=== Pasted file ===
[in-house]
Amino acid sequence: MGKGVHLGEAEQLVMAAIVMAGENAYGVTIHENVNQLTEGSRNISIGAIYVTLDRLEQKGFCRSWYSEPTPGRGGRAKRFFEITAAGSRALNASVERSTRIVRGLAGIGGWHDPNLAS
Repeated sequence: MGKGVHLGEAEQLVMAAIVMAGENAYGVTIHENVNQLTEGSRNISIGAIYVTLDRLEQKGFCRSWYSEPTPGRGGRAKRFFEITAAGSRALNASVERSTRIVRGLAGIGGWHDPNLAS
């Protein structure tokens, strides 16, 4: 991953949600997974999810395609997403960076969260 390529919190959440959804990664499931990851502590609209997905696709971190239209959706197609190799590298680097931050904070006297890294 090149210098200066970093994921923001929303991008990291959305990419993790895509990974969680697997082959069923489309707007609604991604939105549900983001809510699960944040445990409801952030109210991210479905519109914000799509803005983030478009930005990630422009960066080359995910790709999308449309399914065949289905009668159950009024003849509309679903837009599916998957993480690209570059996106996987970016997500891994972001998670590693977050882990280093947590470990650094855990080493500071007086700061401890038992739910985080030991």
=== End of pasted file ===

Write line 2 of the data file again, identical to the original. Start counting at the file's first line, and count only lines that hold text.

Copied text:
Amino acid sequence: MGKGVHLGEAEQLVMAAIVMAGENAYGVTIHENVNQLTEGSRNISIGAIYVTLDRLEQKGFCRSWYSEPTPGRGGRAKRFFEITAAGSRALNASVERSTRIVRGLAGIGGWHDPNLAS